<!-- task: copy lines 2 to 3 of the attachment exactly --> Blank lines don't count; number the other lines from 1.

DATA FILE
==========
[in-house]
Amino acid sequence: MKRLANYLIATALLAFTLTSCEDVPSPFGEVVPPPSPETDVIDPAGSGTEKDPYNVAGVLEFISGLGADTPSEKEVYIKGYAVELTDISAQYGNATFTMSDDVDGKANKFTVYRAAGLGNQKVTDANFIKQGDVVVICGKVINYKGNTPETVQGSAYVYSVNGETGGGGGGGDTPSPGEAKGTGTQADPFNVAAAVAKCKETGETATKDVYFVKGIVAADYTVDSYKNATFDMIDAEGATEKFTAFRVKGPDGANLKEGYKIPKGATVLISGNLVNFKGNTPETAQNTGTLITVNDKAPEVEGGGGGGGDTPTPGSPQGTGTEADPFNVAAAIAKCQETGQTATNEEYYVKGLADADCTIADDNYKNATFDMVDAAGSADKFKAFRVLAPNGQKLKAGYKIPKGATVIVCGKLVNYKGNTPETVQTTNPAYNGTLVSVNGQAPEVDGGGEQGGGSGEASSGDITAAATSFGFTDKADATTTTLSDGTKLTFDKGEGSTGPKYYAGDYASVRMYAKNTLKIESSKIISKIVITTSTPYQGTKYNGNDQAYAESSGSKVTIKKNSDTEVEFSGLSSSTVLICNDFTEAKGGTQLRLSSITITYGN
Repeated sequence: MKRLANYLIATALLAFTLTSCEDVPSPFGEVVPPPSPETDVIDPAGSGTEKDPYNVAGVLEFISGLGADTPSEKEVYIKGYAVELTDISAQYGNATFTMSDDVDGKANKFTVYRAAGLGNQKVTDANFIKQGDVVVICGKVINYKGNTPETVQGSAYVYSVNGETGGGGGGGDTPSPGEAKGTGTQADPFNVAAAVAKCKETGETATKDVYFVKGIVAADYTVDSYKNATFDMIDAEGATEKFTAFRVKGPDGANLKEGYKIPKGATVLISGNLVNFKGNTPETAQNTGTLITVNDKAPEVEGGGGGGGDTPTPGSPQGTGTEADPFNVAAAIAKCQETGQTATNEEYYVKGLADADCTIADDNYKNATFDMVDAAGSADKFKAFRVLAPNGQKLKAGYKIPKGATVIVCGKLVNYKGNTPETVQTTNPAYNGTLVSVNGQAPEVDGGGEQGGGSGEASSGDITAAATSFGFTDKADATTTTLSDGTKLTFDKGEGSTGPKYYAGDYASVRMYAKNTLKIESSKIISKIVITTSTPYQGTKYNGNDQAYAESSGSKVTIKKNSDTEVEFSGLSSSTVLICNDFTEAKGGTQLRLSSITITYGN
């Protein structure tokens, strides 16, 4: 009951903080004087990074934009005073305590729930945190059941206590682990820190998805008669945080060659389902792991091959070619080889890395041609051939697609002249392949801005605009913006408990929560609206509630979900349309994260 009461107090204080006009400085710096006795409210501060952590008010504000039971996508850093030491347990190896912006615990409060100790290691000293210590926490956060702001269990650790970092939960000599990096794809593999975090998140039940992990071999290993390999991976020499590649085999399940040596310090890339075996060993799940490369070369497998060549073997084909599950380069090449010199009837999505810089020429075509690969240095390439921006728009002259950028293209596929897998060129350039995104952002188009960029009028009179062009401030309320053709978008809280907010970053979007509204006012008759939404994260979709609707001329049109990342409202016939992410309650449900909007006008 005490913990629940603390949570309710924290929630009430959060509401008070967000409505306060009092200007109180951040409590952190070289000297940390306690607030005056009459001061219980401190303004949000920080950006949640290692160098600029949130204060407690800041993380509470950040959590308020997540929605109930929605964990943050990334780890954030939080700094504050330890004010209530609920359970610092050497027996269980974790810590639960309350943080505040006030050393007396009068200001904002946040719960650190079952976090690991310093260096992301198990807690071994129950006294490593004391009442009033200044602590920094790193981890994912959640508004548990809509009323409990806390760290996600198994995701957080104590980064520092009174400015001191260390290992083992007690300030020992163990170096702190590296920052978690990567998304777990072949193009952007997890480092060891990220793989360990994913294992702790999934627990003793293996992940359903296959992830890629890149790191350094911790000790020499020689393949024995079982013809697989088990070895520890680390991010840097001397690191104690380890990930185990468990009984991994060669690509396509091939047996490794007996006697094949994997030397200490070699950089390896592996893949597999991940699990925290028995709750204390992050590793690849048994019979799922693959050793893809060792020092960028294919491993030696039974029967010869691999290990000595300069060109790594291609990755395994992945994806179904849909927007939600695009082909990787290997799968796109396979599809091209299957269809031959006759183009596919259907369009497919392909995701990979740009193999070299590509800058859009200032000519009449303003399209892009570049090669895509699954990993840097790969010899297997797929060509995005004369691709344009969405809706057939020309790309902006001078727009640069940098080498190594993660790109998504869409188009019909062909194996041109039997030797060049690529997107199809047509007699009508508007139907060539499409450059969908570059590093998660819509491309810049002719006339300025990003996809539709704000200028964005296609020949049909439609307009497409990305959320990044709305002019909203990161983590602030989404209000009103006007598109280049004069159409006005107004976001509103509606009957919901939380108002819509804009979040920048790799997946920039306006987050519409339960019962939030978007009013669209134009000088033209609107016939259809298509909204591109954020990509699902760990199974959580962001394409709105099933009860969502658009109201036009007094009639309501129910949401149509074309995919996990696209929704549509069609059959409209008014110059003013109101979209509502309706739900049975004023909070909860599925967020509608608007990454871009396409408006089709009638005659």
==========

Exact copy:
Amino acid sequence: MKRLANYLIATALLAFTLTSCEDVPSPFGEVVPPPSPETDVIDPAGSGTEKDPYNVAGVLEFISGLGADTPSEKEVYIKGYAVELTDISAQYGNATFTMSDDVDGKANKFTVYRAAGLGNQKVTDANFIKQGDVVVICGKVINYKGNTPETVQGSAYVYSVNGETGGGGGGGDTPSPGEAKGTGTQADPFNVAAAVAKCKETGETATKDVYFVKGIVAADYTVDSYKNATFDMIDAEGATEKFTAFRVKGPDGANLKEGYKIPKGATVLISGNLVNFKGNTPETAQNTGTLITVNDKAPEVEGGGGGGGDTPTPGSPQGTGTEADPFNVAAAIAKCQETGQTATNEEYYVKGLADADCTIADDNYKNATFDMVDAAGSADKFKAFRVLAPNGQKLKAGYKIPKGATVIVCGKLVNYKGNTPETVQTTNPAYNGTLVSVNGQAPEVDGGGEQGGGSGEASSGDITAAATSFGFTDKADATTTTLSDGTKLTFDKGEGSTGPKYYAGDYASVRMYAKNTLKIESSKIISKIVITTSTPYQGTKYNGNDQAYAESSGSKVTIKKNSDTEVEFSGLSSSTVLICNDFTEAKGGTQLRLSSITITYGN
Repeated sequence: MKRLANYLIATALLAFTLTSCEDVPSPFGEVVPPPSPETDVIDPAGSGTEKDPYNVAGVLEFISGLGADTPSEKEVYIKGYAVELTDISAQYGNATFTMSDDVDGKANKFTVYRAAGLGNQKVTDANFIKQGDVVVICGKVINYKGNTPETVQGSAYVYSVNGETGGGGGGGDTPSPGEAKGTGTQADPFNVAAAVAKCKETGETATKDVYFVKGIVAADYTVDSYKNATFDMIDAEGATEKFTAFRVKGPDGANLKEGYKIPKGATVLISGNLVNFKGNTPETAQNTGTLITVNDKAPEVEGGGGGGGDTPTPGSPQGTGTEADPFNVAAAIAKCQETGQTATNEEYYVKGLADADCTIADDNYKNATFDMVDAAGSADKFKAFRVLAPNGQKLKAGYKIPKGATVIVCGKLVNYKGNTPETVQTTNPAYNGTLVSVNGQAPEVDGGGEQGGGSGEASSGDITAAATSFGFTDKADATTTTLSDGTKLTFDKGEGSTGPKYYAGDYASVRMYAKNTLKIESSKIISKIVITTSTPYQGTKYNGNDQAYAESSGSKVTIKKNSDTEVEFSGLSSSTVLICNDFTEAKGGTQLRLSSITITYGN